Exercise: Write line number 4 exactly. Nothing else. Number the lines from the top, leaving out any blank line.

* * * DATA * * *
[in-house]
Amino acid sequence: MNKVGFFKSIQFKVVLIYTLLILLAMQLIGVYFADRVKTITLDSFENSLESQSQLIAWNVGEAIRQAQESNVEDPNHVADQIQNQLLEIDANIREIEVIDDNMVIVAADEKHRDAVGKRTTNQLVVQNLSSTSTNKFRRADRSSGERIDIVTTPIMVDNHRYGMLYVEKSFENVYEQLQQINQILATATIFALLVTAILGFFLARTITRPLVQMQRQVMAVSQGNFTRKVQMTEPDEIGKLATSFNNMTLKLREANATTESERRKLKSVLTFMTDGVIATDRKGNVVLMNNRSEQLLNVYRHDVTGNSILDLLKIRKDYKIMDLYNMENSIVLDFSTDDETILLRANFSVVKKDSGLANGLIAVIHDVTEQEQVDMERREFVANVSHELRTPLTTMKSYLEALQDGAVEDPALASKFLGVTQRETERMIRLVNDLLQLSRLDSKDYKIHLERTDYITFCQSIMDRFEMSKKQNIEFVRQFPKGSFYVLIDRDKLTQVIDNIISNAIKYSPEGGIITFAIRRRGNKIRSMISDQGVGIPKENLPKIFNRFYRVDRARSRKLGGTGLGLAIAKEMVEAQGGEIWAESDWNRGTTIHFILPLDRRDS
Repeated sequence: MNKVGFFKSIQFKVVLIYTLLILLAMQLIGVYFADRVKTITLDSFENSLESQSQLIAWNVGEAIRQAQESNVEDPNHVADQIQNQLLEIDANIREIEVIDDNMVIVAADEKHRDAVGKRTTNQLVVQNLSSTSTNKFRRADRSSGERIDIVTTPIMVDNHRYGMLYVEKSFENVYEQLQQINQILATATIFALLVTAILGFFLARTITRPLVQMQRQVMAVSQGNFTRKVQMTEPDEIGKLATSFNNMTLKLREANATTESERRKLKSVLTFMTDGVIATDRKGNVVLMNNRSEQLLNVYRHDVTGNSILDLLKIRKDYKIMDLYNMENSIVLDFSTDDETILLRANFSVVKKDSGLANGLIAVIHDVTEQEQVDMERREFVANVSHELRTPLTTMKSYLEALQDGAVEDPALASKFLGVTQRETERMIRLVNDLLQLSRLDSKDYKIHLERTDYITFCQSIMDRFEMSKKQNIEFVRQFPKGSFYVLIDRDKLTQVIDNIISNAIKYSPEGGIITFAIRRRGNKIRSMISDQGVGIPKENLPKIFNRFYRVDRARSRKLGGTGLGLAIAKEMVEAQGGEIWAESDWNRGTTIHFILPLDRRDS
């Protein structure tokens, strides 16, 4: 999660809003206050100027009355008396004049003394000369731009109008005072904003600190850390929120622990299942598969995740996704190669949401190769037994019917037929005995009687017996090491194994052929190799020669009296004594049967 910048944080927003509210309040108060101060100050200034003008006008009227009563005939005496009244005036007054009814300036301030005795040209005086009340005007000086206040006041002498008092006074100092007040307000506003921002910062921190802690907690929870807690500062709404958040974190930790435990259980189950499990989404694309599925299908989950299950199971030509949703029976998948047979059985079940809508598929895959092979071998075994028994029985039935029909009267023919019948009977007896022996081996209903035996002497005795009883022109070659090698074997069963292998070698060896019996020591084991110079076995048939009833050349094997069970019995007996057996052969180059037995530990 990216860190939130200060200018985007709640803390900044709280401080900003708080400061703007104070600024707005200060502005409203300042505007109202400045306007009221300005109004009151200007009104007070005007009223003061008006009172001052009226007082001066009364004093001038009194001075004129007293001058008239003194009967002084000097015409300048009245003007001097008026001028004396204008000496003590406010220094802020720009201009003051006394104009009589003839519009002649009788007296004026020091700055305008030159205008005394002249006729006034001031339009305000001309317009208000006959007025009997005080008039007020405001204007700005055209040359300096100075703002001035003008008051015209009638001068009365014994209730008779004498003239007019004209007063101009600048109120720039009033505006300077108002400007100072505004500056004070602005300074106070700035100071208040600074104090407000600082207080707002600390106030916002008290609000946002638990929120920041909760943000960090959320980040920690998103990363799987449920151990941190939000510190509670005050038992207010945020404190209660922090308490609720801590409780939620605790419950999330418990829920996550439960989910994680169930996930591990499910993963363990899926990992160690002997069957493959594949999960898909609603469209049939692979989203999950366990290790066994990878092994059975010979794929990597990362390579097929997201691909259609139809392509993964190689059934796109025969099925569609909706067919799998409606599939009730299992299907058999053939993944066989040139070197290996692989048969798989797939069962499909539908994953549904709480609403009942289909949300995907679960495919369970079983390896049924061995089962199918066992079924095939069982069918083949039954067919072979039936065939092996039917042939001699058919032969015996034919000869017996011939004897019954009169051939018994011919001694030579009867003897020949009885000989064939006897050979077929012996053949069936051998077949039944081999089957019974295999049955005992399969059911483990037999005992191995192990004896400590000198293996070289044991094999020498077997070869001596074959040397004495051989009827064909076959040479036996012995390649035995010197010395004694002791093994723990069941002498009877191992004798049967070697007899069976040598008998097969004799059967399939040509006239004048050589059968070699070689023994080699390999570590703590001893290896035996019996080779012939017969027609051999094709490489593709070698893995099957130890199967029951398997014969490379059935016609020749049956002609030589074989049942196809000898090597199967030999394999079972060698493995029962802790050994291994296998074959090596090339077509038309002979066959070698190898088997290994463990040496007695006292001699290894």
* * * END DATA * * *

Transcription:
């Protein structure tokens, strides 16, 4: 999660809003206050100027009355008396004049003394000369731009109008005072904003600190850390929120622990299942598969995740996704190669949401190769037994019917037929005995009687017996090491194994052929190799020669009296004594049967 910048944080927003509210309040108060101060100050200034003008006008009227009563005939005496009244005036007054009814300036301030005795040209005086009340005007000086206040006041002498008092006074100092007040307000506003921002910062921190802690907690929870807690500062709404958040974190930790435990259980189950499990989404694309599925299908989950299950199971030509949703029976998948047979059985079940809508598929895959092979071998075994028994029985039935029909009267023919019948009977007896022996081996209903035996002497005795009883022109070659090698074997069963292998070698060896019996020591084991110079076995048939009833050349094997069970019995007996057996052969180059037995530990 990216860190939130200060200018985007709640803390900044709280401080900003708080400061703007104070600024707005200060502005409203300042505007109202400045306007009221300005109004009151200007009104007070005007009223003061008006009172001052009226007082001066009364004093001038009194001075004129007293001058008239003194009967002084000097015409300048009245003007001097008026001028004396204008000496003590406010220094802020720009201009003051006394104009009589003839519009002649009788007296004026020091700055305008030159205008005394002249006729006034001031339009305000001309317009208000006959007025009997005080008039007020405001204007700005055209040359300096100075703002001035003008008051015209009638001068009365014994209730008779004498003239007019004209007063101009600048109120720039009033505006300077108002400007100072505004500056004070602005300074106070700035100071208040600074104090407000600082207080707002600390106030916002008290609000946002638990929120920041909760943000960090959320980040920690998103990363799987449920151990941190939000510190509670005050038992207010945020404190209660922090308490609720801590409780939620605790419950999330418990829920996550439960989910994680169930996930591990499910993963363990899926990992160690002997069957493959594949999960898909609603469209049939692979989203999950366990290790066994990878092994059975010979794929990597990362390579097929997201691909259609139809392509993964190689059934796109025969099925569609909706067919799998409606599939009730299992299907058999053939993944066989040139070197290996692989048969798989797939069962499909539908994953549904709480609403009942289909949300995907679960495919369970079983390896049924061995089962199918066992079924095939069982069918083949039954067919072979039936065939092996039917042939001699058919032969015996034919000869017996011939004897019954009169051939018994011919001694030579009867003897020949009885000989064939006897050979077929012996053949069936051998077949039944081999089957019974295999049955005992399969059911483990037999005992191995192990004896400590000198293996070289044991094999020498077997070869001596074959040397004495051989009827064909076959040479036996012995390649035995010197010395004694002791093994723990069941002498009877191992004798049967070697007899069976040598008998097969004799059967399939040509006239004048050589059968070699070689023994080699390999570590703590001893290896035996019996080779012939017969027609051999094709490489593709070698893995099957130890199967029951398997014969490379059935016609020749049956002609030589074989049942196809000898090597199967030999394999079972060698493995029962802790050994291994296998074959090596090339077509038309002979066959070698190898088997290994463990040496007695006292001699290894």